I was 18 weeks pregnant, feeling fine, and doing normal daily activities.
That evening, however, I began to bleed and called my OB/GYN immediately. She told me to take it easy and call in the morning if the problems persisted. Everything seemed to have returned to normal the next morning but by early evening, I began bleeding even worse than the previous day. At that point, my doctor instructed me to go to the hospital. I was really worried but they were able to find my baby’s heart beat right away so my mind was put a little at ease. They ordered an ultrasound to determine the problem but found nothing. My husband and I did, however, learn that we were expecting a baby boy. He weighed 10 ounces at that time. I returned home with further directions to take it easy.
Two seemingly normal weeks passed. I was scheduled for a routine ultrasound at 20 weeks. My husband and I were thrilled to see our little boy again during that procedure. While having the ultrasound, the technician said she found the bleeding source but we had to wait for the doctor to read the results to us. When the doctor entered the room, she said, “It is not good.” Panic immediately set in. I had just seen my baby moving around and heard his heart beat. How could something be wrong? Well he was not the one having issues. It was me.
The doctor explained that my cervix is short and opening which was allowing the bag of fluids to push out. She sent me straight to the hospital. The situation was dire and as my doctor explained, I was at risk of the bag bursting just sitting there. We went directly to Mercy confused and not fully understanding what was happening.
At that hospital admission, our little baby weighed only one pound. I was put in a big room, which the hospital often reserves for long-term patients. I remember wondering why they were putting me in that room. I was put on monitors for contractions and had an IV inserted. It was a crazy time as doctors and nurses were continually in and out. One doctor told me I had about a 25% chance of saving the baby and I must make it to 24 weeks for him to be “viable”. Hospital staff placed my bed trendelenburg, which is when your head is down and feet elevated. This was done to help gravity push my bag back in. I lay like that for a week and was not allowed to get up at all.
After a week, one of my many doctors decided the bag had pushed back far enough to try a cervical cerclage where they stitch the cervix to help hold it closed. He would still have to push the bag back a little, causing risk of rupture. My husband and I decided to undergo the procedure, which was a success, and I could again lie flat in bed.
My hospital stay continued as I tried to meet the first goal of getting to 24 weeks. I had weekly ultrasounds during that time to check baby J’s progress and was given two rounds of steroid shots to help mature his lungs. All I could do is lie down and wait for time to pass. I was not allowed to walk around, sit up, or do anything for myself while hospitalized. Thankfully, I met my first major goal of 24 weeks.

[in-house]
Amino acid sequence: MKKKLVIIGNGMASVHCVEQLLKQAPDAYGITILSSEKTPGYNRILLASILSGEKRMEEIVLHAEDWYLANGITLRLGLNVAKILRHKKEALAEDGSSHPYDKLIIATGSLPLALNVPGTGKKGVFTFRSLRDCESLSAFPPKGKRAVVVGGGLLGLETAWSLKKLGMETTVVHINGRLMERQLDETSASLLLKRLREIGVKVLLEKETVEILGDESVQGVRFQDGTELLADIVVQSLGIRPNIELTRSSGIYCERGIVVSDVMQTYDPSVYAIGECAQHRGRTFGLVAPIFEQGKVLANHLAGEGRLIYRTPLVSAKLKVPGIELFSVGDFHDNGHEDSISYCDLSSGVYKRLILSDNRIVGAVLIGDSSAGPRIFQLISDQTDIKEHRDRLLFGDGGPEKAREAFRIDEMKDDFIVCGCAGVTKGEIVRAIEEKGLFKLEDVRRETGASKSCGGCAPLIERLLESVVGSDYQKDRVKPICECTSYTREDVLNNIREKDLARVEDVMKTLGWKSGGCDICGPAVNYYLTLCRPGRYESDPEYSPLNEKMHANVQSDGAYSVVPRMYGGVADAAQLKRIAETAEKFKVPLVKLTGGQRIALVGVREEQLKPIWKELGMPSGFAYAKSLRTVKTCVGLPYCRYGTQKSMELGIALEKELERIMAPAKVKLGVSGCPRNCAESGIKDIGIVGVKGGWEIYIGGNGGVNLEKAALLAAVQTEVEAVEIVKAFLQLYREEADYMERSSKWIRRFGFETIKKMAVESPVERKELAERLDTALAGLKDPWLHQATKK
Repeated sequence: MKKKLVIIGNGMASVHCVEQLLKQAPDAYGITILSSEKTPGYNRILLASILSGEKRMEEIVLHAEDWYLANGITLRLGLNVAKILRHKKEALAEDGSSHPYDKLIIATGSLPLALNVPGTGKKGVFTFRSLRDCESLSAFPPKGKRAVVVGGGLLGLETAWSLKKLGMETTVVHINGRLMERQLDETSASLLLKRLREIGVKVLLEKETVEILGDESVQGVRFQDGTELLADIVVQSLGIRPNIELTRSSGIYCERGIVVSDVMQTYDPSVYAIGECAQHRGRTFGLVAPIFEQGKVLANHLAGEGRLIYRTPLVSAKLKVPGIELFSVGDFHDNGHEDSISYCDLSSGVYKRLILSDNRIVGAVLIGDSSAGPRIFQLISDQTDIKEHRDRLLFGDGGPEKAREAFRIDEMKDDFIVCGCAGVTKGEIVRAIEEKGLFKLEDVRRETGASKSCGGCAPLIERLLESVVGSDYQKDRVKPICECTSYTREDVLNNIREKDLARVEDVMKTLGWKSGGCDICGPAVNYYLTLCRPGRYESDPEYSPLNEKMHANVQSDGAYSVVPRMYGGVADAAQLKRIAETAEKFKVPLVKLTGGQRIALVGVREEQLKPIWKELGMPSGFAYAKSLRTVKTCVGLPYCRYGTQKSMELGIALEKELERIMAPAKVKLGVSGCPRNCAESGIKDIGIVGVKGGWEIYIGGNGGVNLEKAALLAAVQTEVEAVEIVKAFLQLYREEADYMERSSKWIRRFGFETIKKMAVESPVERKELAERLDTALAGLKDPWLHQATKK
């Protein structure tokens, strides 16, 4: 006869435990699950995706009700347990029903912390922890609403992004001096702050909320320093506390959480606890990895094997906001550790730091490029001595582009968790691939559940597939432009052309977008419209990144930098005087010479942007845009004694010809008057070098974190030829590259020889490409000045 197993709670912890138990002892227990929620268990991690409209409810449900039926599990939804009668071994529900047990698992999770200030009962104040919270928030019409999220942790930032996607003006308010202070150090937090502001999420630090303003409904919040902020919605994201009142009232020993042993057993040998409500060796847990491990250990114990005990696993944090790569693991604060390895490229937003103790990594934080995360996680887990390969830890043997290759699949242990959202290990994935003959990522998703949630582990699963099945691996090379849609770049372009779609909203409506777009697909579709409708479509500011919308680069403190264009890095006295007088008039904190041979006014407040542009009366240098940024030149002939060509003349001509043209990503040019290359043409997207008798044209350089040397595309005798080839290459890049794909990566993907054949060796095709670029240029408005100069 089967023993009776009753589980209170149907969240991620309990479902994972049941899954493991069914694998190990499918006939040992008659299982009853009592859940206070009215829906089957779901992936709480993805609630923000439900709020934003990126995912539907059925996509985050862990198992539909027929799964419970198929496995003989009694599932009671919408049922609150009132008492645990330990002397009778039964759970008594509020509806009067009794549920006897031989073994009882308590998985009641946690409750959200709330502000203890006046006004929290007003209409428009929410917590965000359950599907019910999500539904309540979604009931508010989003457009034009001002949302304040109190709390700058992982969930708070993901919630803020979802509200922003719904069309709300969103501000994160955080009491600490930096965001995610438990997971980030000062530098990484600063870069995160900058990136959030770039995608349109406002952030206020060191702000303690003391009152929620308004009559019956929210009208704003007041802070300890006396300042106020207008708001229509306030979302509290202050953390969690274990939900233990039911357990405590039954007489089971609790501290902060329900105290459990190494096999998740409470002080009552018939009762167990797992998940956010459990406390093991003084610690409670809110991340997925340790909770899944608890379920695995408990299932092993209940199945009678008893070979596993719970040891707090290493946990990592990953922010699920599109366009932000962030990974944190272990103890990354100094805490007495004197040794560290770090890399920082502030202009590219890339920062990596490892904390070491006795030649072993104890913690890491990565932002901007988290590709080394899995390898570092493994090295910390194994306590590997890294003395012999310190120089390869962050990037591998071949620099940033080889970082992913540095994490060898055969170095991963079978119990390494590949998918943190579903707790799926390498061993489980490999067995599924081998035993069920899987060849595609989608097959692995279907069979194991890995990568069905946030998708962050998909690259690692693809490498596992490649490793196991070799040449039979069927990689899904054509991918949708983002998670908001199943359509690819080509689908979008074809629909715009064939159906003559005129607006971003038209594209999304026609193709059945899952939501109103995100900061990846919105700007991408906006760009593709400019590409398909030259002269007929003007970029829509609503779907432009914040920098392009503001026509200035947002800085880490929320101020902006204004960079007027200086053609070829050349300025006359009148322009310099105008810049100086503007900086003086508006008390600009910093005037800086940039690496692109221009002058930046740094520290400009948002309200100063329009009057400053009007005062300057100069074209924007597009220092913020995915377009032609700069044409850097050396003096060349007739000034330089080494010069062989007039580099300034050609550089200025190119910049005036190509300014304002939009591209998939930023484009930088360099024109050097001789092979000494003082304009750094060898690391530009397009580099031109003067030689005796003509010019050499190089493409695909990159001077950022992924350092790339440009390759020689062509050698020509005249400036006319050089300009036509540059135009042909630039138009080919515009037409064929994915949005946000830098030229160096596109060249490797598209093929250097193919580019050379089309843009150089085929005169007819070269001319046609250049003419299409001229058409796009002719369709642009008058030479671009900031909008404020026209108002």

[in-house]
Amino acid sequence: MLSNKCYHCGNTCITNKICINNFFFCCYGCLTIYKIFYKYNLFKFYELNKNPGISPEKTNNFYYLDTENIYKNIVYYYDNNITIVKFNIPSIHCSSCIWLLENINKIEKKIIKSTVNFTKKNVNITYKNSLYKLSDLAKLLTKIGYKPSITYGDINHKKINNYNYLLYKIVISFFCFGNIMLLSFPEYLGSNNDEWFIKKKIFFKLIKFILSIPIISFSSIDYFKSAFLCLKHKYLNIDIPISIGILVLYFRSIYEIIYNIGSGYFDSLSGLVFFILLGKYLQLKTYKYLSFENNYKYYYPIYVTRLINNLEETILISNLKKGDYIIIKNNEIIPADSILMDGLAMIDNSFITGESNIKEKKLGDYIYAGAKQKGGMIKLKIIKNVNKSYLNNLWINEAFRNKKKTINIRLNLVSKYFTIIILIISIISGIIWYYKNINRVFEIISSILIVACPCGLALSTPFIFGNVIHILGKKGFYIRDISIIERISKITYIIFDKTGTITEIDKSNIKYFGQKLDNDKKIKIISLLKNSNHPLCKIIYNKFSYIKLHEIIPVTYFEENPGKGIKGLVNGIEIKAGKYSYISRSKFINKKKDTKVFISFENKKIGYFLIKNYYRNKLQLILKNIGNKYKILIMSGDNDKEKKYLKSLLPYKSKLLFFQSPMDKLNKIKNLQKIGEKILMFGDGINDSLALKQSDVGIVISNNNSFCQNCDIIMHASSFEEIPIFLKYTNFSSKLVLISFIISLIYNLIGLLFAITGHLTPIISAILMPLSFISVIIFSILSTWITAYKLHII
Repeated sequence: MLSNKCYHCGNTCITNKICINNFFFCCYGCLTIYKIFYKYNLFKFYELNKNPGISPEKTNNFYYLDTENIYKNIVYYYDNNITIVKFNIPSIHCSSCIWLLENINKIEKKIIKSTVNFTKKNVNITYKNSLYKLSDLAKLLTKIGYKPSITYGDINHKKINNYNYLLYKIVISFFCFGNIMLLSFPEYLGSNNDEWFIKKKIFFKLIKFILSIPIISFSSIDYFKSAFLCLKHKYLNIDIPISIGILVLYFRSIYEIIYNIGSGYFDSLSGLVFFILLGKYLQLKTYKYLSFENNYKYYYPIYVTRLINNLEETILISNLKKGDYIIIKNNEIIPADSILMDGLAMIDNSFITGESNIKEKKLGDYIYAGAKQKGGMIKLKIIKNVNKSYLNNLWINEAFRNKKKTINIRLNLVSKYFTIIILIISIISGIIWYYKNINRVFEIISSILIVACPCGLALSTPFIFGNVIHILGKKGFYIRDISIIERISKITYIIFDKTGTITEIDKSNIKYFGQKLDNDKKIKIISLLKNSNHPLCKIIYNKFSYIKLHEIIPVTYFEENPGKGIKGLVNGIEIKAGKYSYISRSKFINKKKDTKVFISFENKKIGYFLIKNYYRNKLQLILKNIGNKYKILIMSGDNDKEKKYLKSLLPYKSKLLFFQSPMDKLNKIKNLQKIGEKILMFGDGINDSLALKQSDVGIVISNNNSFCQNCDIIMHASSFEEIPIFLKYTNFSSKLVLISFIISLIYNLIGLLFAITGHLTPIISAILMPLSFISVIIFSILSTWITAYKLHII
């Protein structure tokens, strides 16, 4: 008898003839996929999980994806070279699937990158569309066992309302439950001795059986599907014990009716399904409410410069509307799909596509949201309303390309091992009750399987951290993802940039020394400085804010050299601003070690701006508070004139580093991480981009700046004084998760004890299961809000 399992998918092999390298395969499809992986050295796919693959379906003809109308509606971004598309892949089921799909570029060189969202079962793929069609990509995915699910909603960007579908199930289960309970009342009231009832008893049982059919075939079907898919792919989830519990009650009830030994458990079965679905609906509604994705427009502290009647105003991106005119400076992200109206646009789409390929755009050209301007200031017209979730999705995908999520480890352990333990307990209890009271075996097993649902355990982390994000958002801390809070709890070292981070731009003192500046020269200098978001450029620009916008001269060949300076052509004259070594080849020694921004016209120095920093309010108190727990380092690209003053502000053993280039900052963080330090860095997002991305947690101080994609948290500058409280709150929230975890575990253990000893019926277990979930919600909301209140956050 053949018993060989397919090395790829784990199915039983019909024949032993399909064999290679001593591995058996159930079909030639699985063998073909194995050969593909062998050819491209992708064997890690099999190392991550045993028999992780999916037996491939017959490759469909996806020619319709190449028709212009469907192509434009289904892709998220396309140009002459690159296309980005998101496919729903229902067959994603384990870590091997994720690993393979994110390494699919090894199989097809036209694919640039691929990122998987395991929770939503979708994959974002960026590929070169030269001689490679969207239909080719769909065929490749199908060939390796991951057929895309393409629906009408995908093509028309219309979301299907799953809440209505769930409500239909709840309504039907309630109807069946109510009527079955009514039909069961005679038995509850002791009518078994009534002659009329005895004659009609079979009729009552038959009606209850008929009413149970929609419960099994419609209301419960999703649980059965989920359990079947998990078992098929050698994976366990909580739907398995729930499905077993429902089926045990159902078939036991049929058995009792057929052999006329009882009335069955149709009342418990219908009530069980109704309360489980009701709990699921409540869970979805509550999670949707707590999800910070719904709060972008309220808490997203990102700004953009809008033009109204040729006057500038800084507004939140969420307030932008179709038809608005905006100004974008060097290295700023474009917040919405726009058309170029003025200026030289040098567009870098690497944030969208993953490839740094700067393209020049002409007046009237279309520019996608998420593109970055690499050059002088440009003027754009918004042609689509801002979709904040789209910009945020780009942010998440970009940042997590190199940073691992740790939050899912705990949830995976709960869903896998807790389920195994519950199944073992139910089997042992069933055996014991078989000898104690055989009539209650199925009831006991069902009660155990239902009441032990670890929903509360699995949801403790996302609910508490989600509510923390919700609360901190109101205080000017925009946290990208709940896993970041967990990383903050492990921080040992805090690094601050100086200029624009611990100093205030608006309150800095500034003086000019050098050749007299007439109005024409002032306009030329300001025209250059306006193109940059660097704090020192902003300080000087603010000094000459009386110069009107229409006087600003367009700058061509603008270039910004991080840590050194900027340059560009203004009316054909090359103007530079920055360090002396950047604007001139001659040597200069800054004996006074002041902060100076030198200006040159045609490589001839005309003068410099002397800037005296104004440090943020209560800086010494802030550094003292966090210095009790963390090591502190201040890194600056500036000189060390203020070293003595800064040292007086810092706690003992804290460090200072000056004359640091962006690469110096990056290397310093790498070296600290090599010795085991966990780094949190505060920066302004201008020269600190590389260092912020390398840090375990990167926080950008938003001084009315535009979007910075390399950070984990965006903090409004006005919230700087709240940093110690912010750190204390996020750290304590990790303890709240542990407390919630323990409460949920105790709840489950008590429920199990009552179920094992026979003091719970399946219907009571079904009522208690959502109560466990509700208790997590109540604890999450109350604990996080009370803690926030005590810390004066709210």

At 25 weeks, the doctors said I could go home. I lived nearby, understood that I had to remain on strict bed rest, and there was a very good chance that I would end up back in the hospital before the baby was born. I remained on strict bed rest, lying flat in bed, only leaving for weekly doctor’s appointments for 10 more weeks.
I went into labor when I was 34 weeks along. When Jaren was born, he weighed 6 lbs. and 12 ounces. He was sent to the NICU where they inserted an IV and feeding tube. He was having no breathing problems and could hold his own body temperature so the incubator was turned off. Jaren was jaundice so required a light to bring down his bilirubin level. He went home five days later.
We were blessed to have not spent a great deal of time in the NICU or have a baby with serious medical issues. With that being said, it is still a scary and trying time. Going home without your baby and not knowing when they will come home is heartbreaking.
I spent a total of 15 weeks on strict bed rest; five in the hospital and 10 at home. During my hospital stay, my husband was an apprentice lineman and laid off work. We were required to make a Cobra payment to retain our insurance. With no income coming in, things were very tight and caused additional worries. This just goes to show that money problems can happen to anyone in any situation. After I was released from the hospital, my husband did go back to work and our situation improved.
My involvement with Cradling New Life is something I take seriously and lovingly. When I was having all my issues, I felt so alone. I never knew anyone that had problems like me. All the people I knew had normal pregnancies. I want families to know that they are not alone. There are people out there who care and want to help during these very trying and stressful times in their lives.